How to Avoid Baby Bottle Cavities

How to Avoid Baby Bottle Cavities

Last update: 25 June, 2018

Baby bottle cavities are common in children who abuse their bottles. Babies who spend a large portion of the day chewing on the rubber nipple, even without drinking, are more prone to baby bottle cavities.

The resulting discomfort can cause children to refuse to eat, have little appetite, or make faces or get the goosebumps when they eat.

While many mothers are unaware of the connection, baby bottle cavities are a major threat to proper nourishment in babies.

Oral health should be a top priority even for babiesas your little one’s quality of life depends on it. Therefore, it’s also important to instill good habits from a young age. This applies both to your children’s eating habits as well as his or her oral hygiene.

Baby bottle cavities can affect your little one’s mood as well as his or her health.

What are baby bottle cavities?

Baby bottle cavities are those that appear in baby teeth during a child’s first years of life. The issue is closely related to the abuse of baby bottles, bad eating habits and poor oral hygiene.

Baby bottle cavities can cause pain, extreme sensitivity to cold or hot foods, and general eating difficulties.

How to Avoid Baby Bottle Cavities

What measures should I take to keep my baby from getting baby bottle cavities?

In order to prevent baby bottle cavities, it’s important to keep the following recommendations in mind.

  1. Don’t allow your child to develop a habit of using a baby bottle as a pacifier. Having rubber that is impregnated with milk, juice or other drinks in the mouth for too long can cause cavities. Some babies even get used to sleeping with a bottle in their mouths. This is especially dangerous.
  2. Avoid giving your child sweets. Many parents resort to dipping their child’s baby bottle or pacifier in something sweet to calm them down. Whether it be honey, syrup, sweetened condensed milk or any other sweet liquid, this is a negative habit. Not only can it contribute to the deterioration of your child’s teeth, but also to diabetes, obesity and many other health problems in the future.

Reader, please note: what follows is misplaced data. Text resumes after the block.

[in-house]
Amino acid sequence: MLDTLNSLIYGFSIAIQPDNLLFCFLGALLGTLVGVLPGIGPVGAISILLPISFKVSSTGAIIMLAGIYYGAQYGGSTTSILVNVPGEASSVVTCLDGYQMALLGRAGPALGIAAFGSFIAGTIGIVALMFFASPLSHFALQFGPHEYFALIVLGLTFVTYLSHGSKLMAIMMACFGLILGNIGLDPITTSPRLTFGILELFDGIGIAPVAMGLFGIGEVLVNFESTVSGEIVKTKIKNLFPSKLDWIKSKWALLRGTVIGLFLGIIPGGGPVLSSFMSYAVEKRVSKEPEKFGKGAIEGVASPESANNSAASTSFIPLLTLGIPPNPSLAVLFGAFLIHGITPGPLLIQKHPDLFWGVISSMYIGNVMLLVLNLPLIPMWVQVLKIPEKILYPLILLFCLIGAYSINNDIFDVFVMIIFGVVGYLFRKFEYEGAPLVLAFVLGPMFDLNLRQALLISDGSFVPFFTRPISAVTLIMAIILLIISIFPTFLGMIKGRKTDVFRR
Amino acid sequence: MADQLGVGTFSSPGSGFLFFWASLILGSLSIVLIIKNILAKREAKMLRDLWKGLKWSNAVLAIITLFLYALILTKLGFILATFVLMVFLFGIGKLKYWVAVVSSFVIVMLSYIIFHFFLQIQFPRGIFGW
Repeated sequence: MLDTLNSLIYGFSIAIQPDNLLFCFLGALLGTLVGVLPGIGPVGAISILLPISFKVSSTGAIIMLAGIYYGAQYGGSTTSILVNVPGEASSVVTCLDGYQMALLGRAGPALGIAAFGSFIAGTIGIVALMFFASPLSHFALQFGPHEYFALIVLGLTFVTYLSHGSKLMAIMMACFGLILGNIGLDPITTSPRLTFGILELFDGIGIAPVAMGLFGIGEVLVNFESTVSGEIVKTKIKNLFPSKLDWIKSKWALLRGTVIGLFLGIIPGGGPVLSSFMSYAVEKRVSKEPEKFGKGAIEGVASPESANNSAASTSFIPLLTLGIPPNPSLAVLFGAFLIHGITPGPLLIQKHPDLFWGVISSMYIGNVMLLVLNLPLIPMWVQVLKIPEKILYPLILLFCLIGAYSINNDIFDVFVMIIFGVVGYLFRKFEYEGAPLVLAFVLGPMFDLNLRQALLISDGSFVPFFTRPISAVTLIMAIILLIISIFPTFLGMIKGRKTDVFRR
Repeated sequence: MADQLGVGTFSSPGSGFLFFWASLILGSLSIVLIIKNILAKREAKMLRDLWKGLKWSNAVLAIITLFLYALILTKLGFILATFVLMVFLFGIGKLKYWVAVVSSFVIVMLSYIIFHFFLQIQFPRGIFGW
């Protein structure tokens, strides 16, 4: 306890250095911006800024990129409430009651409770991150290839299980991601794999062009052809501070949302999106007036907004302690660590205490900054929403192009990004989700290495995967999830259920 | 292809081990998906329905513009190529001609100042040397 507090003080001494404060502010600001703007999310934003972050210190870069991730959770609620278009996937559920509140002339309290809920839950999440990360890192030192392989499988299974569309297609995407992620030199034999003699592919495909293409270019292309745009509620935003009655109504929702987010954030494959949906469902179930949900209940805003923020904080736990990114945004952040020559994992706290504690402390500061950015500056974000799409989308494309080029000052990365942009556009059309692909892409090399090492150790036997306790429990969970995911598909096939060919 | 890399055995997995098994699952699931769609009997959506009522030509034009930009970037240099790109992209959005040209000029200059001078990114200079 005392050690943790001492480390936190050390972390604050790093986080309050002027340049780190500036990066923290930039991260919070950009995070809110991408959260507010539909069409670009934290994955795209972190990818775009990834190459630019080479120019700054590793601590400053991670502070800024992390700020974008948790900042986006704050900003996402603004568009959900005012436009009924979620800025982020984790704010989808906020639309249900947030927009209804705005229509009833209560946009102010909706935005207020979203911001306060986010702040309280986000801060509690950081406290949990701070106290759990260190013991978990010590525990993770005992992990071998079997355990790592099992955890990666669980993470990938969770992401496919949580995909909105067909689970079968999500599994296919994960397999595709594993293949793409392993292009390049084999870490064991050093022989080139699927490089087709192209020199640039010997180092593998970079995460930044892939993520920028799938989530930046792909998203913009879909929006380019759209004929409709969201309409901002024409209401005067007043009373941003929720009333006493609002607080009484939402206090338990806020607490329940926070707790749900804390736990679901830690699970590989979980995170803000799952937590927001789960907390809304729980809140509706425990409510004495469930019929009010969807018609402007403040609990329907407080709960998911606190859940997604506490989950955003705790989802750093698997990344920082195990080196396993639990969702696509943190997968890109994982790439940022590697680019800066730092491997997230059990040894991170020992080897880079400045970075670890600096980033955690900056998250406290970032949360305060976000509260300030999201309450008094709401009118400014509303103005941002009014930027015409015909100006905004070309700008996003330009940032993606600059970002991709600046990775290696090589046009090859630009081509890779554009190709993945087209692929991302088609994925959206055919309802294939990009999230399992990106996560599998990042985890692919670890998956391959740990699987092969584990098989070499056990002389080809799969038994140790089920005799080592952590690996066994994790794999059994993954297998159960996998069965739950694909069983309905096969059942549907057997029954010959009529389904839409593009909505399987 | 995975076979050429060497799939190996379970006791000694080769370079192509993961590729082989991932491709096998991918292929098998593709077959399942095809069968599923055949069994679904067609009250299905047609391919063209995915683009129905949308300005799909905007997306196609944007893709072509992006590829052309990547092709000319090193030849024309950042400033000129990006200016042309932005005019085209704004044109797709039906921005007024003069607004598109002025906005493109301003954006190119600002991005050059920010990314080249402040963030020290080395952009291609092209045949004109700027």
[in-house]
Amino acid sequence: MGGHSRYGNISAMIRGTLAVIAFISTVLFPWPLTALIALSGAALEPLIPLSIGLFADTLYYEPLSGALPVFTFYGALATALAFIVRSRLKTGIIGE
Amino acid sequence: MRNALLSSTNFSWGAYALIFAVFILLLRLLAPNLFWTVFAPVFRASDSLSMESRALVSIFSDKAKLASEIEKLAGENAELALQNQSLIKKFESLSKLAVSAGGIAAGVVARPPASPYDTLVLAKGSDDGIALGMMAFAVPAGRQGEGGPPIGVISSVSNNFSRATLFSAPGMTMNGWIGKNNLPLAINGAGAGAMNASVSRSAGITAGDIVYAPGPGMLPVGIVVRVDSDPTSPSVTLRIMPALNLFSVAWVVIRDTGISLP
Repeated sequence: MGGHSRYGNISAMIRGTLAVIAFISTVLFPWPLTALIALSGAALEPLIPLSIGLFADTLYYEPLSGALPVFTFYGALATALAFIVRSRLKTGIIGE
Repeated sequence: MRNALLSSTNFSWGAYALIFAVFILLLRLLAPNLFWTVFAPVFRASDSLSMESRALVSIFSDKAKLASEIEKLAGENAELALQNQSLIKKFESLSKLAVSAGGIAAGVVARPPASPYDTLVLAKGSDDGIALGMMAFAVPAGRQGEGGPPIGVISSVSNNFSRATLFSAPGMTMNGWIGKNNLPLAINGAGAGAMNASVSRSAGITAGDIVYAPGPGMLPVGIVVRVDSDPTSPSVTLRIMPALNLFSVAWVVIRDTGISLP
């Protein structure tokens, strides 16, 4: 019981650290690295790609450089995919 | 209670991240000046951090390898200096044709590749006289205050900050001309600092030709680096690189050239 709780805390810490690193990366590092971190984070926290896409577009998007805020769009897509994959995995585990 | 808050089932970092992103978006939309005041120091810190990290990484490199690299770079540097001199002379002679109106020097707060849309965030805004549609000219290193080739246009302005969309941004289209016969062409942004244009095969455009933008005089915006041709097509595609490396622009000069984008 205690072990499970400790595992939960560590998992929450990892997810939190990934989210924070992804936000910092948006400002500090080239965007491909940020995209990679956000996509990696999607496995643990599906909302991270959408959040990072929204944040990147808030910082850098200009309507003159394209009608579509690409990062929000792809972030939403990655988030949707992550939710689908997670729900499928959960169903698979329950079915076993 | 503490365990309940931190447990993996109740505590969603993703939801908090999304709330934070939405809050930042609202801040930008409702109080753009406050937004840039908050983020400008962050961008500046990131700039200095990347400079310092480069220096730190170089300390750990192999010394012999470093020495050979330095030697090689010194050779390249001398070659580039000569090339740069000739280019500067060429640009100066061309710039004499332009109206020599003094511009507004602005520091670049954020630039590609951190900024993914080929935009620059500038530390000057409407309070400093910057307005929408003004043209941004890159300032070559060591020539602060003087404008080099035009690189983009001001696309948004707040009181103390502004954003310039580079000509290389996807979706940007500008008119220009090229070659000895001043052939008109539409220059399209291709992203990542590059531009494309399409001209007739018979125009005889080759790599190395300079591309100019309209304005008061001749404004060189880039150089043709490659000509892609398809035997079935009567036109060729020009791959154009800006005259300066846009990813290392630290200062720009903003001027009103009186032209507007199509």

3. Give your child plenty of water. Water is the best medicine for the body and has the power to help eliminate the bacterial plaque that accumulates in your child’s mouth. Talk to your child’s doctor to know exactly how much water is appropriate for your little one, according to his or her age. Remember that babies under 6 months shouldn’t drink water, but rather only breast milk or formula.
  4. Take your child to the dentist regularly. Even though your child is little, a dental check up is never a bad idea. What’s more, if you believe your child could have cavities, then it’s very important that you speak with a specialist about the care that your child’s teeth requires.

Oral and dental hygiene: The best method to avoid baby bottle cavities

Besides the measures mentioned above, the most effective method for avoiding baby bottle cavities is proper oral and dental hygiene. This way, the bacterial plaque that produces cavities won’t harm your child.

However, getting a small child to follow an oral hygiene routine can be a difficult task. As a mother, you’ll have to be diligent and be sure you care for and check on your child’s mouth regularly.

How to Avoid Baby Bottle Cavities

If your child is very small and teeth have barely appeared, it’s still  important to clean his or her mouth, tongue and gums with a damp cloth.

If your little one already has teeth, then you should brush them with a very soft brush after every meal and before going to bed.

When brushing the bottom teeth, move the brush upwards. Brush downwards when brushing the top teeth. Follow this rule of thumb both for the outer side of the teeth and for the inner side.

This technique protects the gums and keeps your little one’s teeth clean. It’s also best to use toothpaste with fluoride, as this contributes to the preservation of the teeth’s enamel. 

However, you should talk to your child’s doctor first and use only a tiny bit of paste at each brushing (less than a grain of rice).

Taking care of your child’s oral and dental health from a young age will help guarantee that cavities never appear. If you help your child acquire good habits, you’ll soon see that he or she will follow your lead.

All cited sources were thoroughly reviewed by our team to ensure their quality, reliability, currency, and validity. The bibliography of this article was considered reliable and of academic or scientific accuracy.

  • Molina Escribano Antonia, López Garví Antonio J., López Ibáñez Catalina, Sáez Cuesta Úrsula. Caries del biberón. Rev Clin Med Fam  [En  línea]. 2008; 2 (4): 184-185. Disponible en:
  • Ramos-Gomez FJ, Weintraub JA, Gansky SA, Hoover CI, Featherstone JD. Bacterial, behavioral and environmental factors associated with early childhood caries. J Clin Pedi Dent 2002;26(2):165-73.
  • Erickson PR, Mazhari E. Investigation of the role of human breast milk in caries development. Pediatr Dent 1999;21(2):86-90.

This text is provided for informational purposes only and does not replace consultation with a professional. If in doubt, consult your specialist.